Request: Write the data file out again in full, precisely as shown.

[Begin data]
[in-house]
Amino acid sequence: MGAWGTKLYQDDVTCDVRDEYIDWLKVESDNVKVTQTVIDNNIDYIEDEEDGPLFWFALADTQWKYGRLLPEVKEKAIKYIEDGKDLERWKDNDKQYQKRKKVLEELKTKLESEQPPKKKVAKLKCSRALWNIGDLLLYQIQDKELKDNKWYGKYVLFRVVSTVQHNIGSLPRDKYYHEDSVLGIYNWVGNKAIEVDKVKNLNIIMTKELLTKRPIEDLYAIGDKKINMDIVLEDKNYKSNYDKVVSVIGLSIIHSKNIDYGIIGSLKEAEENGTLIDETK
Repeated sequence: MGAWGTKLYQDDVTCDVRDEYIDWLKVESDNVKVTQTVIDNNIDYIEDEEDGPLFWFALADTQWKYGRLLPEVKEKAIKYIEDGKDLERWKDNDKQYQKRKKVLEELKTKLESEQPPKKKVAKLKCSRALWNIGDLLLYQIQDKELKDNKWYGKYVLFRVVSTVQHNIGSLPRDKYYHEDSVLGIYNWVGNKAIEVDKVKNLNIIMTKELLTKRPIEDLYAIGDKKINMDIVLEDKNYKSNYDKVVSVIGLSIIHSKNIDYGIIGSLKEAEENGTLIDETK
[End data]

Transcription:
[in-house]
Amino acid sequence: MGAWGTKLYQDDVTCDVRDEYIDWLKVESDNVKVTQTVIDNNIDYIEDEEDGPLFWFALADTQWKYGRLLPEVKEKAIKYIEDGKDLERWKDNDKQYQKRKKVLEELKTKLESEQPPKKKVAKLKCSRALWNIGDLLLYQIQDKELKDNKWYGKYVLFRVVSTVQHNIGSLPRDKYYHEDSVLGIYNWVGNKAIEVDKVKNLNIIMTKELLTKRPIEDLYAIGDKKINMDIVLEDKNYKSNYDKVVSVIGLSIIHSKNIDYGIIGSLKEAEENGTLIDETK
Repeated sequence: MGAWGTKLYQDDVTCDVRDEYIDWLKVESDNVKVTQTVIDNNIDYIEDEEDGPLFWFALADTQWKYGRLLPEVKEKAIKYIEDGKDLERWKDNDKQYQKRKKVLEELKTKLESEQPPKKKVAKLKCSRALWNIGDLLLYQIQDKELKDNKWYGKYVLFRVVSTVQHNIGSLPRDKYYHEDSVLGIYNWVGNKAIEVDKVKNLNIIMTKELLTKRPIEDLYAIGDKKINMDIVLEDKNYKSNYDKVVSVIGLSIIHSKNIDYGIIGSLKEAEENGTLIDETK